40. Was the Commissioner correct to conclude that the exemption in s43 FOIA applies to the withheld information? The first question is whether section 43 (prejudice to the commercial interests of any person) is engaged. We find that it is.
41. The applicable interests are the commercial interests of the contractors in preserving the confidentiality of the rates submitted during the tender process, and the commercial interests of HE in ensuring an effective tender process which delivers best value for money. We find that these interests are clearly engaged by the withheld information, which sets out in detail the target rates submitted during the tendering process for the ASC Area 10. We accept that these rates are complex calculations based on each contractor’s methodology.
42. In relation to the nature of the prejudice, we find that there is real prejudice which is causally connected to the disclosure. This falls into three main areas:
a. Advantage to competitors. The information is based on detailed methodology of each contractor, which is commercially sensitive. The publication of this information would advantage other contractors in future tenders, as they would be able to analyse the approach of the five contractors involved and use this to help them in future bids. This would clearly cause commercial prejudice to all of the five contractors, and particularly disadvantage the successful contractor as their successful strategy would have been made public. Competitors would have an unfair advantage as they would have access to this commercial information without having revealed the same information themselves. This would prejudice these contractors generally in their commercial activities, as competitors could copy their methodology. It would also prejudice them specifically in bidding for other work for HE, where knowledge of previous bidding strategies would clearly give an advantage to their competitors.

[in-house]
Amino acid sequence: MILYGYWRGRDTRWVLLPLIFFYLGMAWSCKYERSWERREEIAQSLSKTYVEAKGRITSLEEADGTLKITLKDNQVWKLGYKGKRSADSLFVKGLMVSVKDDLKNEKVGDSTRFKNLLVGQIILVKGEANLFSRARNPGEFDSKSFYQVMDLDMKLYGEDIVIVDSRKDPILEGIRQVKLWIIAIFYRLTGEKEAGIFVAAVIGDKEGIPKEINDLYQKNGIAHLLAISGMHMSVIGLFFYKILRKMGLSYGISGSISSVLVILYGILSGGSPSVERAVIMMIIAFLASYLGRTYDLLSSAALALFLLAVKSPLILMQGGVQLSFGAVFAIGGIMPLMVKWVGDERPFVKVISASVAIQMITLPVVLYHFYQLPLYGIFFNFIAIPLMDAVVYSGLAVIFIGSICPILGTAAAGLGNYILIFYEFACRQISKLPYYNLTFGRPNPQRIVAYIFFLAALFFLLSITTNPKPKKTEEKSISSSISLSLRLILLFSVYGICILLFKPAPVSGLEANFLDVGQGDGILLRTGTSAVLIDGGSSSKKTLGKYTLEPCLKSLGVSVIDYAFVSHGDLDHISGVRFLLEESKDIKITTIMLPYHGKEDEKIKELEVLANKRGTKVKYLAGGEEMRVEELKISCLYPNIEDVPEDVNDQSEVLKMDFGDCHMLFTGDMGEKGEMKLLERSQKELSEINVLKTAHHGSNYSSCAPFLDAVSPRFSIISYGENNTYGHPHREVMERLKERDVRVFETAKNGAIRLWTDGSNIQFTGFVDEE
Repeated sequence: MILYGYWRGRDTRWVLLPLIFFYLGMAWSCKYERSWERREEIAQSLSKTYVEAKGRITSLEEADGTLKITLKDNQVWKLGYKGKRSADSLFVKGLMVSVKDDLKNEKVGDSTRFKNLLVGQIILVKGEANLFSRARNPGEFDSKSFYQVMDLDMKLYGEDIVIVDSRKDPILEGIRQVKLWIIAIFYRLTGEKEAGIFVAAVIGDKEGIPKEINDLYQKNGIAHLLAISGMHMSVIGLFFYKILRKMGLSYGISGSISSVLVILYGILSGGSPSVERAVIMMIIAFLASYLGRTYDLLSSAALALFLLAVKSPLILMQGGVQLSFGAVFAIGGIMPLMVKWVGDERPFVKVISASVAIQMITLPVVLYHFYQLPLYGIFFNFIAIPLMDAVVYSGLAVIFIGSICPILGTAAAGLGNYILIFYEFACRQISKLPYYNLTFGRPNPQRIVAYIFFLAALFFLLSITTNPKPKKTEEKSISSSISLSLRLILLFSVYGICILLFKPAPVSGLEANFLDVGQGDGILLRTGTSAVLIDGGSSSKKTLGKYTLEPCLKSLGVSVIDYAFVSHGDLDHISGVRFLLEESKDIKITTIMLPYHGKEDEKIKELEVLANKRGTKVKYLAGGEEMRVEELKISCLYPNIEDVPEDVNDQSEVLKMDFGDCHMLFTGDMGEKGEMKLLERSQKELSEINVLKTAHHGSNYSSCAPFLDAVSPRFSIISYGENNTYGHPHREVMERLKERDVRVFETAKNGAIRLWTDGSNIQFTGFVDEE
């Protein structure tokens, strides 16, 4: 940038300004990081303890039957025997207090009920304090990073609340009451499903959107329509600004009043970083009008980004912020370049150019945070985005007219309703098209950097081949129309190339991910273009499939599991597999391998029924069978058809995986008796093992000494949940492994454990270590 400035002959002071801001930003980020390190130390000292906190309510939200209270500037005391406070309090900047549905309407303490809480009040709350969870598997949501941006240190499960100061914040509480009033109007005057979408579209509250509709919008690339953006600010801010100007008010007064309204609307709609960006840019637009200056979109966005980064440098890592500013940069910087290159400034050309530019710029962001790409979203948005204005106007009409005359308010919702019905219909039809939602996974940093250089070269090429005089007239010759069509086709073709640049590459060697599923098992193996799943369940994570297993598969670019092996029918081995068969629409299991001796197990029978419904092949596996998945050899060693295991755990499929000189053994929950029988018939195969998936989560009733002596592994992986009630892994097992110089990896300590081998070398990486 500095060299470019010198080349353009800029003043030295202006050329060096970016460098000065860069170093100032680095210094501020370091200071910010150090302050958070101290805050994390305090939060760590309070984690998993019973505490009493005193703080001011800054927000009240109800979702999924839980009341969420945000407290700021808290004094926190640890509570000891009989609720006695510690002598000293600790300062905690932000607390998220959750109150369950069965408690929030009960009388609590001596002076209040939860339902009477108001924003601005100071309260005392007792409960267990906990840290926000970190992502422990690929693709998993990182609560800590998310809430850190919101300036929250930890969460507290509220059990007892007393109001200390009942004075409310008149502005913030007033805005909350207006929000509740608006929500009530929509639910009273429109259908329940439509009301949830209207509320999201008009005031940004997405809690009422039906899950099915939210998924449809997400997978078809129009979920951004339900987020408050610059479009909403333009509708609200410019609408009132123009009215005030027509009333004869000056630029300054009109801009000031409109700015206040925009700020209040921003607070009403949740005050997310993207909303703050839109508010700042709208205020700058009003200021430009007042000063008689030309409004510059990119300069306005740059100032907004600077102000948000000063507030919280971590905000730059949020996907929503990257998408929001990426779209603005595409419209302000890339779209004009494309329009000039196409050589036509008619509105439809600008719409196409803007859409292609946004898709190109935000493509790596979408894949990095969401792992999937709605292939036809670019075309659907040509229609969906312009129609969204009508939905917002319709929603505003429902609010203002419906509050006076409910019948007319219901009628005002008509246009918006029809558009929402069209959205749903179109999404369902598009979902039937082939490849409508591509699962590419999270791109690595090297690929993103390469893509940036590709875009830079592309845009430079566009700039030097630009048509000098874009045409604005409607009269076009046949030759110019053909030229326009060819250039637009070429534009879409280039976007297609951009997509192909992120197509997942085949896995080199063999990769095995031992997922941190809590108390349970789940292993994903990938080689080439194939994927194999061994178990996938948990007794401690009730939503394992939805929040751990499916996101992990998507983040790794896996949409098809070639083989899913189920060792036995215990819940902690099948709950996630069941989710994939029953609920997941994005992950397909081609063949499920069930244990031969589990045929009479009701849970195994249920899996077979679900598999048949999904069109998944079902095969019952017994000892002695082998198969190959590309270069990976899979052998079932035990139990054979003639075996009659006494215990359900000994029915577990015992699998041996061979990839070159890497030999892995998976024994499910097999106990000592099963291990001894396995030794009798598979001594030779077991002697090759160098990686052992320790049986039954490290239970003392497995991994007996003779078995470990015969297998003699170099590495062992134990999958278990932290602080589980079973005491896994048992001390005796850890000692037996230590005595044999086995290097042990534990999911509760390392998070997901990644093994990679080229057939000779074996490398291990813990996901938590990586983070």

b. Disadvantage in relation to other clients. As specifically noted in the letter from one of the contractors, disclosure of the information would also cause commercial prejudice in relation to other private clients. The rates offered to HE are individually negotiated. Such individual client rates are usually confidential. The commercial negotiating position of the contractors would be significantly weakened if potential clients were aware of the rates offered to HE on such a major contract. It is possible that this would also discourage contractors from bidding on future HE contracts.